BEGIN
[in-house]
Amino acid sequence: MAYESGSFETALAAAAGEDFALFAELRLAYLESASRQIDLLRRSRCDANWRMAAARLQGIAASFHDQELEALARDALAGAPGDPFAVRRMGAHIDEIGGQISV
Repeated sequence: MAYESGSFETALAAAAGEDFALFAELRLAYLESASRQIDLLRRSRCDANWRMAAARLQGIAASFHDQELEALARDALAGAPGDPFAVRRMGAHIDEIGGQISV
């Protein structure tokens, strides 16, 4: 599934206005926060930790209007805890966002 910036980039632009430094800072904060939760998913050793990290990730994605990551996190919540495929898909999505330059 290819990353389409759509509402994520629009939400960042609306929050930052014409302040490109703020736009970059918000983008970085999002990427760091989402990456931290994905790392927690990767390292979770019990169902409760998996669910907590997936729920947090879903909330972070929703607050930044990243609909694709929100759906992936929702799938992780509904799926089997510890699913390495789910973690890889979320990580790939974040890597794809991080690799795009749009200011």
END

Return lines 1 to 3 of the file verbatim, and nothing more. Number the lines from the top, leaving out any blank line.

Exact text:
[in-house]
Amino acid sequence: MAYESGSFETALAAAAGEDFALFAELRLAYLESASRQIDLLRRSRCDANWRMAAARLQGIAASFHDQELEALARDALAGAPGDPFAVRRMGAHIDEIGGQISV
Repeated sequence: MAYESGSFETALAAAAGEDFALFAELRLAYLESASRQIDLLRRSRCDANWRMAAARLQGIAASFHDQELEALARDALAGAPGDPFAVRRMGAHIDEIGGQISV